The Due Process Plank

Andrew T. Hyman

The Institute for Intermediate Study

January 9, 2013

Seton Hall Law Review, Vol. 43, 2013

The Republican Party’s national platform of 1860 is useful for interpreting the Fourteenth Amendment of the U.S. Constitution, which was written just six years later by a Republican-controlled Congress. However, the platform is frequently misunderstood. The due process plank of the platform is often portrayed as supporting the doctrine called substantive due process, but a close look at the platform shows that it did not actually support that doctrine. The due process plank aimed to protect liberty in free federal territories, rather than in areas like the District of Columbia where substantive due process would have applied equally. Congress largely stopped supporting slavery 150 years ago, in 1862, but not because of any substantive penumbra of the Due Process Clause.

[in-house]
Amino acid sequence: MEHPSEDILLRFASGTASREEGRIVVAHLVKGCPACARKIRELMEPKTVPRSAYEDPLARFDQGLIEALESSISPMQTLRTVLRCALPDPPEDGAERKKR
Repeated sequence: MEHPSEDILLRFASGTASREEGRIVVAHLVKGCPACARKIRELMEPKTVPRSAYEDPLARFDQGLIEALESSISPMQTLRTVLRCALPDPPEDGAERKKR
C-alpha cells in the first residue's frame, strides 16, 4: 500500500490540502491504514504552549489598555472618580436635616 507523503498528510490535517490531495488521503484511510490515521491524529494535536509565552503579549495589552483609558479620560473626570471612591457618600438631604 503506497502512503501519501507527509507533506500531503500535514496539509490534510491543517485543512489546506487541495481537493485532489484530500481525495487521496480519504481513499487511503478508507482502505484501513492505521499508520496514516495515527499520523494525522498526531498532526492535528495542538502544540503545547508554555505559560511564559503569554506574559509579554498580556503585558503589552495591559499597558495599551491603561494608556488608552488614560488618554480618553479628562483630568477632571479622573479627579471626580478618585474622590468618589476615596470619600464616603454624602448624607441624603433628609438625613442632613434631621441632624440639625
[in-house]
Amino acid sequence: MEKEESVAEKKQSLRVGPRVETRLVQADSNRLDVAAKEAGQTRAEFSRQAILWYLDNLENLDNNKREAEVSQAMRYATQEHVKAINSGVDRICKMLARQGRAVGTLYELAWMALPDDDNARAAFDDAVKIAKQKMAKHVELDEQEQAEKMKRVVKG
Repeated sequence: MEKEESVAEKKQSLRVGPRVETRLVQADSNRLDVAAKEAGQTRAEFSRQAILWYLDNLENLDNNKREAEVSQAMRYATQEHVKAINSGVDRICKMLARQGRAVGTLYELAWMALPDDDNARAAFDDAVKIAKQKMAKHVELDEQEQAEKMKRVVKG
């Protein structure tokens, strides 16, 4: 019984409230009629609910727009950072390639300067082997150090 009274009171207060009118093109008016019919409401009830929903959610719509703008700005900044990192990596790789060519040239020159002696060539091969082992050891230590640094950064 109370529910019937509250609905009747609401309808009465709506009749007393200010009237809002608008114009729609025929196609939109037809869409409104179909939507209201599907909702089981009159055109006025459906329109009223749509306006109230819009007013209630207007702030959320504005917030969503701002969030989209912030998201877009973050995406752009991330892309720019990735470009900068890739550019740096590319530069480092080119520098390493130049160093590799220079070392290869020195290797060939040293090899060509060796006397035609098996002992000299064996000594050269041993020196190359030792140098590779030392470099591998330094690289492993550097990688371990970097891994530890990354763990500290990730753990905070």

Number of Pages in PDF File: 43

Keywords: Due process, Fourteenth Amendment, Abraham Lincoln, Constitutional law, Civil War, Republican Party

JEL Classification: K30

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Date posted: April 30, 2012 ; Last revised: January 10, 2013

Suggested Citation

Hyman, Andrew T., The Due Process Plank (January 9, 2013). Seton Hall Law Review, Vol. 43, 2013. Available at SSRN: http://ssrn.com/abstract=2048945

Contact Information

Andrew T. Hyman (Contact Author)
The Institute for Intermediate Study ( email )
Monroe, CT 06468
United States
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